Thai army wages cyber warfare to sow social divisions: opposition lawmaker

A screengrab of pulony.blogspot.com, one of a number of sites alleged to be operated by Thailand’s military to attack its critics and sow divisions.
A screengrab of pulony.blogspot.com, one of a number of sites alleged to be operated by Thailand’s military to attack its critics and sow divisions.

Members of a now-defunct political party continued their assault on the government of Prayuth Chan-o-cha, accusing it of colluding with the military to wage a digital disinformation campaign against their critics and the public at large.

Wiroj Lakkana-adisorn, an MP for the recently disbanded Future Forward Party, said during last night’s no-confidence debate in parliament that the military had built a cyber network – websites and social media – to attack pro-democracy critics and activists, and incite divisions among the people. 

Future Forward was disbanded by a court Friday, weakening its members just days before the no-confidence debate began against Gen. Prayuth, who led the 2014 military coup and became prime minister after last year’s flawed elections.

Wiroj gave as an example the site pulony.blogspot.com, the homepage of which reads “Thailand South Situation. The ‘Fact’ You Can ‘Trust.’” Posts on the page praise the role of soldiers in the restive Deep South, where they have been accused of human rights abuses and torture, and criticizes the human rights activists who bring light to their abuses.

One of the kingdom’s foremost human rights defenders who was frequently referenced by the page, wrote afterward that her legal complaints about the page went ignored.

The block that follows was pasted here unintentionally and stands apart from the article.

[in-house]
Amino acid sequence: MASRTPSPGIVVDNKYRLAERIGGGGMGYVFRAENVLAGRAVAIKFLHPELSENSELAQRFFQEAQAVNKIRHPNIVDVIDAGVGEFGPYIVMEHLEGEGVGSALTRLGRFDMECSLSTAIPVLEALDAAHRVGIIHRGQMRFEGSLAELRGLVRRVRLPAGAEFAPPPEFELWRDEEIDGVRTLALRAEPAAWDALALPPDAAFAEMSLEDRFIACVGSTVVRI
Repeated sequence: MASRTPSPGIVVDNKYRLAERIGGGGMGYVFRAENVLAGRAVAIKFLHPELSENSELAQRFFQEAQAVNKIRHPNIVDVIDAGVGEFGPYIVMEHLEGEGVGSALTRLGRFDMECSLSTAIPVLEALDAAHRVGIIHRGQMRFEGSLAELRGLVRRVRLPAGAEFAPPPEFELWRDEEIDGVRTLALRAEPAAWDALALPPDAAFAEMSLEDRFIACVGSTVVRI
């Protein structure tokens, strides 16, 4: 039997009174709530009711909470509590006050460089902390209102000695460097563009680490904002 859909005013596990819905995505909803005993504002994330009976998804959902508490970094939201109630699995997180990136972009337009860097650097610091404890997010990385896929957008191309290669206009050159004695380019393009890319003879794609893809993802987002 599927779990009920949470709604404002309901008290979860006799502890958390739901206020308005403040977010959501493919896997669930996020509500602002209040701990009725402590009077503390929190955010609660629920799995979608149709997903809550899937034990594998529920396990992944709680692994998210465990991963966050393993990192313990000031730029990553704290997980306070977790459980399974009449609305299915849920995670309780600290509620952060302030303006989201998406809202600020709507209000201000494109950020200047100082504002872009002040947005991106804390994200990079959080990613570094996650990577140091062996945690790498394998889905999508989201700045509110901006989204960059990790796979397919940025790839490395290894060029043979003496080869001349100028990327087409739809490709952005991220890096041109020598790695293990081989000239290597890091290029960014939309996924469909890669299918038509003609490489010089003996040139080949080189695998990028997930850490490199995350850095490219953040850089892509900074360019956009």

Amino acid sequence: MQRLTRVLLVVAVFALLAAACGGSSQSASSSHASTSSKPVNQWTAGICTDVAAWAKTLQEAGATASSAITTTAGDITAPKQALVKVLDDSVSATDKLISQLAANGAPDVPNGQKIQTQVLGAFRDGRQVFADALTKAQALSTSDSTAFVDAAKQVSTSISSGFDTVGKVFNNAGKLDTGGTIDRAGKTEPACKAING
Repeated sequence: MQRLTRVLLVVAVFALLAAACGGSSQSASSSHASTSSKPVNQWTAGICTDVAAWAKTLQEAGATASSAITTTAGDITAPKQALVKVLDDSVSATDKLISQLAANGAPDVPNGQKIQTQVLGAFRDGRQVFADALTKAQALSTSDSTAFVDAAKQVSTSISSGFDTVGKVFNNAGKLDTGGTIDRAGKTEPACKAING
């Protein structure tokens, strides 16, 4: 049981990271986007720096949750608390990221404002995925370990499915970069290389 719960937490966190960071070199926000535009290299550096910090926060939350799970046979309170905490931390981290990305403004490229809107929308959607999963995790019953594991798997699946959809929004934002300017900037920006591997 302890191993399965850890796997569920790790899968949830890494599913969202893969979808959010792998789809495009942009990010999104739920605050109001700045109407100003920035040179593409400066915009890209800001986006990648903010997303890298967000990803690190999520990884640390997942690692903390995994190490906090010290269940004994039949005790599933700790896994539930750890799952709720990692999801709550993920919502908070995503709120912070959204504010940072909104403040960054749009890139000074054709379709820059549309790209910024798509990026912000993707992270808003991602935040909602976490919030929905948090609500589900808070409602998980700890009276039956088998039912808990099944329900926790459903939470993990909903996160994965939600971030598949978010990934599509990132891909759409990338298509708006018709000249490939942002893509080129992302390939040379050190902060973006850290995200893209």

“I always wondered who’s behind [Information Operations] that slandered, accused and distorted the work of human rights activists,” Angkhana Neelapaijit, a former National Human Rights Commissioner, wrote after Wirot’s speech. “Now I have the answer why police didn’t arrest anyone when I reported it to the Technology Crime Suppression Division.” 

Wiroj also presented documentary evidence that Prayuth’s government maintains a list of social media accounts and profiles of people and groups who are “against” his government, such as legal rights group iLaw, social critic Winyu “John” Wongsurawat and writer Sarinee Achavanuntakul.

He described the collective effort as one to keep the public divided and inflame social ruptures.

“We don’t hate each other out of nowhere, but here is the mechanism that incites us to hate each other,” Wijoj said.

As Wiroj was speaking, Prayuth walked out of the parliament, saying he needed “some rest.”

Wiroj’s party, Future Forward, was disbanded after the Constitutional Court on Friday found party leader Thanathorn Juangroongruangkit guilty of violating election rules by loaning THB191 million in the run-up to the 2019 election.

The no-confidence debate is expected to continue until Thursday.

Related:

Protests sweep Thai campuses after court disbands popular political party

Thai gov’t calls Future Forward’s 1MDB accusations ‘slander’

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